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Spend Small Live Big on Columbus Parkway

Not long ago an asking price near $300K would have been near the top of the real estate market in Buffalo.  Such a stratospheric price would have been unimaginable on the far west side.  This gorgeous house on the far West Side, at 757 Columbus Parkway, should sell fast at just $289,000. Just $289,000?!  This is the new Buffalo and high quality Victorians are in short supply.  As Elmwood and Allentown have become out of reach for many, the next tier of city neighborhoods are starting to see heavy interest.  The Columbus Park neighborhood has always been a beautiful quiet pocket on the West Side.  It is convenient to many city assets and is filled with beautiful and often stunning architecture. It is showing growth now and will be a natural neighborhood for strong price appreciation in the near future.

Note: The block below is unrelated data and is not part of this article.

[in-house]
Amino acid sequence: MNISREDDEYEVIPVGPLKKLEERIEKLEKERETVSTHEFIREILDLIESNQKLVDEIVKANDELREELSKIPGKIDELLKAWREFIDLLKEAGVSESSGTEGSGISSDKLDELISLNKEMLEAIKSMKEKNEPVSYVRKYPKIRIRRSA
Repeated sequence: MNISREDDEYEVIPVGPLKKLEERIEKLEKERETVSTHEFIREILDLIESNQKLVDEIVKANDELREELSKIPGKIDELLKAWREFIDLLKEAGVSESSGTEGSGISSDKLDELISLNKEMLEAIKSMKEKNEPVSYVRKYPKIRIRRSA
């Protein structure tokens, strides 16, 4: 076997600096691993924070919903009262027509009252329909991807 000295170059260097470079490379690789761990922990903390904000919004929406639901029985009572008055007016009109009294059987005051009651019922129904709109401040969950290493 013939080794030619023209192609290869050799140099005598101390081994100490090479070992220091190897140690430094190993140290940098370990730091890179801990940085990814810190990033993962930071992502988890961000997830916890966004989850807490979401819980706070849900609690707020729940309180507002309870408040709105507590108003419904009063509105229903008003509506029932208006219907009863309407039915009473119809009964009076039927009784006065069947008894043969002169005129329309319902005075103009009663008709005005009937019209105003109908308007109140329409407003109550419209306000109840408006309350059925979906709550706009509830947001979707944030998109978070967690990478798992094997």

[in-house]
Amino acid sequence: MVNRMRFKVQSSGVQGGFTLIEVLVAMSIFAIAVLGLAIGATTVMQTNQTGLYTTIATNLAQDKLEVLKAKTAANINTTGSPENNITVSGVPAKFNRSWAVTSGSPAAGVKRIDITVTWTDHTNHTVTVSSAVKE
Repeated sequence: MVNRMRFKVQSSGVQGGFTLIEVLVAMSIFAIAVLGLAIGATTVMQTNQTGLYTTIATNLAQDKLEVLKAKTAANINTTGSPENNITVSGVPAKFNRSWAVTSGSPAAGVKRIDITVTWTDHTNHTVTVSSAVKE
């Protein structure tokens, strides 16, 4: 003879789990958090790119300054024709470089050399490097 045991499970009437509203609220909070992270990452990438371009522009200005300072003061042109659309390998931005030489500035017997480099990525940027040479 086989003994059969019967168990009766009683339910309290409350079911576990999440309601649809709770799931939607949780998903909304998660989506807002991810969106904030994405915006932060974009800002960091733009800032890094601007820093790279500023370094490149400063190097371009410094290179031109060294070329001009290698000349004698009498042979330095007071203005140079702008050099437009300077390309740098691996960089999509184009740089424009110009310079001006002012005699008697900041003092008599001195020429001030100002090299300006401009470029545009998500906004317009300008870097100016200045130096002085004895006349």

According to the Realtor, the house was built-in 1880.  It has 10 rooms total, including four bedrooms and two bathrooms in a 2,000 square foot package. They list the taxes at $2,439. Except for its modified front porch the house looks to be in mint condition.  It is jam-packed with exceptional Victorian detail including leaded glass, loads of woodwork, incredible fire places, a wonderful stair and a bunch of pocket doors. Bonus, the neighborhood comes with well-organized neighborhood groups, which means this is an area poised to be one of the city’s destination neighborhoods.